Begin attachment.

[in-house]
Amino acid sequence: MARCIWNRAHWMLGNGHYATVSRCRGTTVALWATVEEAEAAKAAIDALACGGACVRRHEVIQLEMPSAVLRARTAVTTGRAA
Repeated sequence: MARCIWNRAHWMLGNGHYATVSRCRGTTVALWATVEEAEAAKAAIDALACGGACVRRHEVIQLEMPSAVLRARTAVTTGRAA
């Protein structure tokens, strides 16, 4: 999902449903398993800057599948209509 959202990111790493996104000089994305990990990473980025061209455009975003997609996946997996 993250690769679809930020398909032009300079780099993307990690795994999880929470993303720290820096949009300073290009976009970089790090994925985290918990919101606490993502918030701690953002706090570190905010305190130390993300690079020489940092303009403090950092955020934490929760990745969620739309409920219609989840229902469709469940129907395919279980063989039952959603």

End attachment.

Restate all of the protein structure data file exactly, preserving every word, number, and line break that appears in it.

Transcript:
[in-house]
Amino acid sequence: MARCIWNRAHWMLGNGHYATVSRCRGTTVALWATVEEAEAAKAAIDALACGGACVRRHEVIQLEMPSAVLRARTAVTTGRAA
Repeated sequence: MARCIWNRAHWMLGNGHYATVSRCRGTTVALWATVEEAEAAKAAIDALACGGACVRRHEVIQLEMPSAVLRARTAVTTGRAA
């Protein structure tokens, strides 16, 4: 999902449903398993800057599948209509 959202990111790493996104000089994305990990990473980025061209455009975003997609996946997996 993250690769679809930020398909032009300079780099993307990690795994999880929470993303720290820096949009300073290009976009970089790090994925985290918990919101606490993502918030701690953002706090570190905010305190130390993300690079020489940092303009403090950092955020934490929760990745969620739309409920219609989840229902469709469940129907395919279980063989039952959603």